Episode 6 of The Word N Sound #PoetryLeague Season 8 is nigh, and this month we have the amazing Anga Mamfanya showcasing on our stage.
Anga Mamfanya is a poet and educator based in Pretoria. He made his performance debut in 2016 at the Tshwane Speak Out Loud youth poetry competition, where he came 2nd place. His work has been longlisted for the 2018 Sol Plaatje EU Poetry Award and he’s released an EP titled 1 A.M. In addition to being a dope poet and writer, Anga is the founder of Blvcksuburbia, a social movement that aims to empower black communities through art.
We had a chat with this ball of fire ahead of his showcase.
KG: You made your performance debut at the Tshwane Speak Out Loud in 2016, and you came second. Tell us how that felt.
AM: Placing 2nd was a huge deal for me, an overwhelming experience to say the least. I was still reeling from all the emotion a couple of days after the finals had taken place. I had caught a few glimpses of the final round of the competition in 2015, which had sparked my interest in competing the following year. And so to have done as well as I did as a newcomer amongst some of the finest poets in Tshwane, completely blew my mind.
KG: Please tell us more about your EP, 1 A.M.
AM: 1 A.M. is a 4 track spoken word EP, which came about after my oldest brother (who is a rapper, among other things) happened to mention me being a ‘dope’ poet to a producer friend of his. I was then invited to his studio to read my poems over some jazzy samples that he had made. 1 A.M. was very organic in the way it was birthed. I didn’t anticipate that it would be a (relatively) complete project. It basically took on a life of its own. The themes and the links between each poem and how they kind of synced with the music were all planned by the universe, I guess. About 2 months after the finals had taken place, the EP was ready and complete with a really cool visual. Fernaux produced and mastered the EP and the visuals were shot by Tope and Co- Produced by Gin Daily. The current bulk of my poems were written on late nights and early hours of the morning. I’ve had many sleepless nights pondering the world around me and 1 A.M. is a reflection of those thoughts.
KG: Why’d you decide to release an EP and not a book?
AM: The EP was experimental and also just easier to create and push and so it just made more sense to run with that. I also wasn’t as big on reading back then so the idea of releasing a book was very daunting. I’ve since developed a healthy interest in reading. I want to be an avid reader before trying to offer myself in writing like that. With that being said, I’m actually working on a collective anthology with some close friends of mine called ‘if flowers’ which has been an interesting journey in itself. Busisiwe Mahlangu and Masai Sepuru are some of the very talented young poets who have agreed to jump on board with this book.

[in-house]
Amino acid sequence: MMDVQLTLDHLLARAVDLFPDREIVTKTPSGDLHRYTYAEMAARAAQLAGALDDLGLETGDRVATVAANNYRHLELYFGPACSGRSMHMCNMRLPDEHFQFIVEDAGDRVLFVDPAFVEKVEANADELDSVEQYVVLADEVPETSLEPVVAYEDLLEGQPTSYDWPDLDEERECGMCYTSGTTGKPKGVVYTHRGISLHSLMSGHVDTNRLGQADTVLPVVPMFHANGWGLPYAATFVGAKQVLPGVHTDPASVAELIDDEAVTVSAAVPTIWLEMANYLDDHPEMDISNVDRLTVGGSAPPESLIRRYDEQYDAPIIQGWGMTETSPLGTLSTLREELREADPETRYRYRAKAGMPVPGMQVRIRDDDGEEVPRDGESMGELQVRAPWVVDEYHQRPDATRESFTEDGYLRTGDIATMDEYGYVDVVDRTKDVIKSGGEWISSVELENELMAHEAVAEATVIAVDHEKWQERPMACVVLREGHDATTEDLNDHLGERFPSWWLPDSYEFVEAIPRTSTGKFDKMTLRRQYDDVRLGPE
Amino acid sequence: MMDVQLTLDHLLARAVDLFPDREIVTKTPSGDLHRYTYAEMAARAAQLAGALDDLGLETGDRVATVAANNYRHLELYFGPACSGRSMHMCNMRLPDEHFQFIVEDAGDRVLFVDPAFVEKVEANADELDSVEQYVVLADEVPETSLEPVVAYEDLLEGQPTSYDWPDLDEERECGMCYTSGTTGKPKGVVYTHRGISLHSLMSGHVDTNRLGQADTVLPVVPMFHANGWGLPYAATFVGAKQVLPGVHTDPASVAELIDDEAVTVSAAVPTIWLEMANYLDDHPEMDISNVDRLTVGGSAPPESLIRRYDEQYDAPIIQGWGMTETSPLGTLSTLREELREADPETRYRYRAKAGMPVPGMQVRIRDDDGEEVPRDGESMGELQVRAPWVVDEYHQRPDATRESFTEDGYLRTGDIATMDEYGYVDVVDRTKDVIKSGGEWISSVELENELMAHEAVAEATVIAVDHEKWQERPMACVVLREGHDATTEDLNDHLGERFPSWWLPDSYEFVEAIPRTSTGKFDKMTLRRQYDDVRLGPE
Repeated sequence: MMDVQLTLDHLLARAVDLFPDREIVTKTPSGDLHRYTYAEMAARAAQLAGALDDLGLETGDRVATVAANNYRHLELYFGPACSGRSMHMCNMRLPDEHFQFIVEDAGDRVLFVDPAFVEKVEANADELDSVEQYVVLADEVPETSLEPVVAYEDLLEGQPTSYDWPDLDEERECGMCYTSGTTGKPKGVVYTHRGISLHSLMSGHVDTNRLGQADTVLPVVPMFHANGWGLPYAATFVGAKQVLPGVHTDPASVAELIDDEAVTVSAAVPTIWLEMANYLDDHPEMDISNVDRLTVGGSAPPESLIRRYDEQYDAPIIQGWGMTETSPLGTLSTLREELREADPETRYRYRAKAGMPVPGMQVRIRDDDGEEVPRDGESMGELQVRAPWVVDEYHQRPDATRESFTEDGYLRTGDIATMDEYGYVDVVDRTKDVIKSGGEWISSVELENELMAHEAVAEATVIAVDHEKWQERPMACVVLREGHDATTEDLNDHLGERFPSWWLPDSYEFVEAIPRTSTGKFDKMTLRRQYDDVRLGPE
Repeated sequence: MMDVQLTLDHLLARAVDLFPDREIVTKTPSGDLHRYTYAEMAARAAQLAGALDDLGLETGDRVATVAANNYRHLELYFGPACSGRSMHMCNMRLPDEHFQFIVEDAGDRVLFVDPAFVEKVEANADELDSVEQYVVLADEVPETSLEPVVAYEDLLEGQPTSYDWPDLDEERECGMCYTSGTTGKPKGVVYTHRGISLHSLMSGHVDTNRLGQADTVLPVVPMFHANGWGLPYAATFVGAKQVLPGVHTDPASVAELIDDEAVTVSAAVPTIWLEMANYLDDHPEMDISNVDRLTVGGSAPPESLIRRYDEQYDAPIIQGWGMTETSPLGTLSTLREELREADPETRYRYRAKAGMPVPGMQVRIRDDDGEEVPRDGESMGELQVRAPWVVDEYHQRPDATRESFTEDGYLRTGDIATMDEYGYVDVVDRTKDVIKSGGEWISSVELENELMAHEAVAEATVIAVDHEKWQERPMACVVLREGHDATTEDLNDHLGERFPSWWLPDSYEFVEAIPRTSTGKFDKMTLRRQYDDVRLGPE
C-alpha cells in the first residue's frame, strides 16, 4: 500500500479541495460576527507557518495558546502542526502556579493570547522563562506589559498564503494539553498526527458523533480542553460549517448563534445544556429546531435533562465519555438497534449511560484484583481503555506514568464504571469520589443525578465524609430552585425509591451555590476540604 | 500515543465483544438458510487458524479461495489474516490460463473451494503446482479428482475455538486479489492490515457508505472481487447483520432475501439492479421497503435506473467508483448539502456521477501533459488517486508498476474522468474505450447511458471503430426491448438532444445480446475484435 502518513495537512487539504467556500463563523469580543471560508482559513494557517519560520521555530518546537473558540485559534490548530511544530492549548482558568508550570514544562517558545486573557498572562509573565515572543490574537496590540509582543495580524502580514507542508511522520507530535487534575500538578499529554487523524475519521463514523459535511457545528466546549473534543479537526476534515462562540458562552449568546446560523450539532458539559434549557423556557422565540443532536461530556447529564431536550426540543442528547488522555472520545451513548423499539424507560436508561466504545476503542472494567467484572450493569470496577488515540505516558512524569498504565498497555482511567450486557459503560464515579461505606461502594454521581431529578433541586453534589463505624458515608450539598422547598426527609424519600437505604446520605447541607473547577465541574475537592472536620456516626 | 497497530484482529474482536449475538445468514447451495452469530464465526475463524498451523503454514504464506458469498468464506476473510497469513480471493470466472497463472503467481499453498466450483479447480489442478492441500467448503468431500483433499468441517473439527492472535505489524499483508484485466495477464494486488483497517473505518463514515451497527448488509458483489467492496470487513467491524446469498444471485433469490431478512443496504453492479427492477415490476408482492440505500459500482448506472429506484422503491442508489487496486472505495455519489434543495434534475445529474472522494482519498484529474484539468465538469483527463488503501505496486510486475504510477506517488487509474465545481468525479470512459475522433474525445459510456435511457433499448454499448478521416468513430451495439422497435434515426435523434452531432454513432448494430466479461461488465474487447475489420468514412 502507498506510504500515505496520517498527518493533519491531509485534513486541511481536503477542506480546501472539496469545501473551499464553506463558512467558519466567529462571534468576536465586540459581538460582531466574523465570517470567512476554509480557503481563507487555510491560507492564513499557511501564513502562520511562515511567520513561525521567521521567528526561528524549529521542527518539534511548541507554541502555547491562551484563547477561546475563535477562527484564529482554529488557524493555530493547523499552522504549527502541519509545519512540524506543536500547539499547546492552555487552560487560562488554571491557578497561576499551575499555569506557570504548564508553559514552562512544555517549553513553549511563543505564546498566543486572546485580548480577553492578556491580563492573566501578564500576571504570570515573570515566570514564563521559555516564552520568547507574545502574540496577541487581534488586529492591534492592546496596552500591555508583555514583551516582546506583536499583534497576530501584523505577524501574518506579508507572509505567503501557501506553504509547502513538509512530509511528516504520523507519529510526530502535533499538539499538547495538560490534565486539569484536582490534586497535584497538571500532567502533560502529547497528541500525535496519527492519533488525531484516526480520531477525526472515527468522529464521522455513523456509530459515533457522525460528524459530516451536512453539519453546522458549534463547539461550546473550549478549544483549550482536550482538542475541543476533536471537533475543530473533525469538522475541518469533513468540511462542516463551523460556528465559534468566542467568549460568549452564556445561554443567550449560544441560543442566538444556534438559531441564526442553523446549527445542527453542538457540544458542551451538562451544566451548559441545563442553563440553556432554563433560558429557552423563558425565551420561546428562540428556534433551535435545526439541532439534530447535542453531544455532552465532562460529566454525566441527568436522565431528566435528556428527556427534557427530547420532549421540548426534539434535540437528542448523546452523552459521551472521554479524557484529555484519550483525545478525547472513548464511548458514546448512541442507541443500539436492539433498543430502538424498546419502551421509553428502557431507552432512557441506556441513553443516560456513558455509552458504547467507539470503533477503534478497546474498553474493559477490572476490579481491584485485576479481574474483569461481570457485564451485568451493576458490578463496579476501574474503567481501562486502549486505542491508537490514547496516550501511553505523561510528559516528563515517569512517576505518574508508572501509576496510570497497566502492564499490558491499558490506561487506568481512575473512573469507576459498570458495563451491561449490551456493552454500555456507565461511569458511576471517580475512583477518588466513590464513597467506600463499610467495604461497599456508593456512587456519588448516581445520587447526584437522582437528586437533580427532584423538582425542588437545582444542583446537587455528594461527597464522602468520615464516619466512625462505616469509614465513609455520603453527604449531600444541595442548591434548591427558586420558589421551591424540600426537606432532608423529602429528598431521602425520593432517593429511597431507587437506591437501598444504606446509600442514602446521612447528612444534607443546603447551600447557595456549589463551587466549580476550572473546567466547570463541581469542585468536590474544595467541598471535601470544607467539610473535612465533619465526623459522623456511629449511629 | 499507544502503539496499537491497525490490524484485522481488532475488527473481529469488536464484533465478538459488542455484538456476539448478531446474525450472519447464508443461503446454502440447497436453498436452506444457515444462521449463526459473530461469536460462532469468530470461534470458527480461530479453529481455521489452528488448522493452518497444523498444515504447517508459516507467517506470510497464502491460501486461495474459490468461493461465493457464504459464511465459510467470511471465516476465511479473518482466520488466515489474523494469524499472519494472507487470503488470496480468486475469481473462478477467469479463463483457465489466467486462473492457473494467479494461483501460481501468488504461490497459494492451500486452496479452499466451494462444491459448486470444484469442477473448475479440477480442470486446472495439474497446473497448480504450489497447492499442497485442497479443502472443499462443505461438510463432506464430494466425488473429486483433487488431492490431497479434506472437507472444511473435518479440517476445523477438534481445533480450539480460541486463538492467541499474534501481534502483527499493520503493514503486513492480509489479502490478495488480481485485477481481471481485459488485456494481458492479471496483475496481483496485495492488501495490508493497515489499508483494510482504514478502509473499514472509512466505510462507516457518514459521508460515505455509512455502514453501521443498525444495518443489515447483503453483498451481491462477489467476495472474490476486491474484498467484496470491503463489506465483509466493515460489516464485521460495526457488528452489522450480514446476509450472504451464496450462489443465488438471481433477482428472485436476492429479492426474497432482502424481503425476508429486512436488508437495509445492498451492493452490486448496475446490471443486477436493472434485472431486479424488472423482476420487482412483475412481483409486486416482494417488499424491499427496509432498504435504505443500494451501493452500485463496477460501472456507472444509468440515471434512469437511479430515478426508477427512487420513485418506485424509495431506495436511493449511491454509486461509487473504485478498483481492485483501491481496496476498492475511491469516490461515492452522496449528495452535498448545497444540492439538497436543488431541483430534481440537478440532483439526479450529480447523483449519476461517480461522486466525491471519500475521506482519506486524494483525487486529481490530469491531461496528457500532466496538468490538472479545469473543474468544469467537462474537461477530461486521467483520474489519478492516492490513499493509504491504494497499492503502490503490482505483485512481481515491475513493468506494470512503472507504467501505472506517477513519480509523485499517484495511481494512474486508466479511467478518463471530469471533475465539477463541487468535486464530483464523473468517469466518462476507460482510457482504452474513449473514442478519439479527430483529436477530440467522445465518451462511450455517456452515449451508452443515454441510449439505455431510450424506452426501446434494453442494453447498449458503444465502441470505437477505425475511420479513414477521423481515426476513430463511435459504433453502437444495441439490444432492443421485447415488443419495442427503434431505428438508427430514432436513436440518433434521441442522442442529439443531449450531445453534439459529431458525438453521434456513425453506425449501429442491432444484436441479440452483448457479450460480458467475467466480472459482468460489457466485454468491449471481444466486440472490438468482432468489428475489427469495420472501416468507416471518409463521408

KG: Who are your poetry/literary influences?
AM: Joshua Bennett is the sole reason I started loving and writing poetry. Rudy Francisco, Safia Elhillo, Jasmine Mans, Miles Hodges, Alysia Harris, Shane Koyczan, Mak Manaka, Puno Selesho, Ezekiel Azonwu and Janette..ikz are all poets who indirectly influenced my own writing over the years.
KG: You’re the founder of Blvcksuburbia. Please tell us more about the social movement, when it began, why it began and what you’ve learned since its inception.
AM: Blvcksuburbia started off as a poem I wrote about my short experience living in Soweto. I felt that I needed to turn my words into action and that’s pretty much how the movement started. Right now I’m just taking some time out to rethink what its actual purpose is because it has been very unclear and scattered. All I know right now is that I have very real and strong feelings about using it as a vehicle to achieve some sort of social change or influence. What Ishmael and his team are doing with hear my voice and TSOL really has inspired me to use my poetry beyond just writing and performance. Blvcksuburbia started in 2016 after I hosted my very 1st open mic back home in Tzaneen. It began primarily as a tool I wanted to use to start conversations amongst young people around social issues. What I’ve learned since its inception is PATIENCE. Patience is of utmost importance, especially when quality and longevity are what you’re after.
KG: What do you want you and/or your work to be remembered for?
AM: I don’t quite know as of yet. At this point I’m just doing all I can to express myself in as many different ways as I can. Poetry is still something relatively new to me and I am still trying to carve out a space for myself. Every day I’m learning something new and I’m just building and growing myself. The legacy I want to leave through my work, I guess, will come at a later stage once I’ve figured a few more things out.
KG: What can we expect from your performance?
AM: Yoh…. I’d like to let my poems speak for themselves so I won’t say too much on what to expect. Although, at the very least, I guess ya’ll can just expect to be entertained.